Terry Pegula has gobs of money. Obscene amounts. So when he purchased the Buffalo Sabres in 2011, fans were excited for a future where big-name free agents could be lured with a nice salary. The plan hasn’t worked out that way just yet, as the franchise is currently in the middle of a rebuild.
Meanwhile, the other major professional sports team in Buffalo, the Bills, have been stuck treading water since the end of the 1990s, otherwise known as their glory days. Franchise founder Ralph Wilson passed away in March and Pegula’s name has surfaced as the team searches for a new owner.
The Bills most recently were valued by Forbes at $870 million but are expected to sell for at least $1 billion, partly because NFL teams rarely go on the market.
Because the sale process is private, Morgan Stanley will not make names of would-be buyers public. The firm will review the initial non-binding bids and is expected within the next week to determine which groups may progress to the next stage of bidding.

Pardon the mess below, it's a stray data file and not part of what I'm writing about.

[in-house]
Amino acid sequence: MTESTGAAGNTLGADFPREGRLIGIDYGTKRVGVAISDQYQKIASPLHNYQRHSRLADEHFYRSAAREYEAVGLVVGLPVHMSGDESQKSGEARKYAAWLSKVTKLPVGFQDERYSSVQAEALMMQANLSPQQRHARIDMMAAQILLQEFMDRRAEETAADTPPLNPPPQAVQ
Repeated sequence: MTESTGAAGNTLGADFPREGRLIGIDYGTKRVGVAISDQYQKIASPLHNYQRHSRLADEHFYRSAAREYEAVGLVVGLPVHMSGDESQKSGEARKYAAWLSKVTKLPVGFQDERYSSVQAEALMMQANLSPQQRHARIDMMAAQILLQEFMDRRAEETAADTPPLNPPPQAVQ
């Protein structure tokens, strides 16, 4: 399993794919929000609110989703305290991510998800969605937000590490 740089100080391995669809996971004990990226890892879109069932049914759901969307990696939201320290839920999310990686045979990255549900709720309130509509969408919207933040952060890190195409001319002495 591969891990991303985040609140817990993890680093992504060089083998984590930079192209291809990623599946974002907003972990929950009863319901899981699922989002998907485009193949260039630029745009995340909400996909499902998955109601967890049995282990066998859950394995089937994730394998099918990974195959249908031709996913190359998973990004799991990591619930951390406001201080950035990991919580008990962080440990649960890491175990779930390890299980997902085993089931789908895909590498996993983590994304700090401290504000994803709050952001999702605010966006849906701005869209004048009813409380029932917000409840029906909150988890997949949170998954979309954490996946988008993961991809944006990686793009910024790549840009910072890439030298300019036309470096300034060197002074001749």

Morgan Stanley, the bank overseeing the sale on behalf of Wilson's estate, could have the franchise's new owner lined up by the end of August, in time for NFL owners to vote on approval at the league meetings in October.
Pegula faces some competition for the franchise in rock star Jon Bon Jovi, who’s partnering with Rogers, and Donald Trump, who are are understood to have been a part of the first round of bidding. The Sabres owner has previously expressed interest in keeping the football team in Buffalo.
If Pegula wants to curry even more favor with the residents of Buffalo, he should just follow Pro Football Hall of Famer and former Bill Andre Reed's lead in denouncing the competition.
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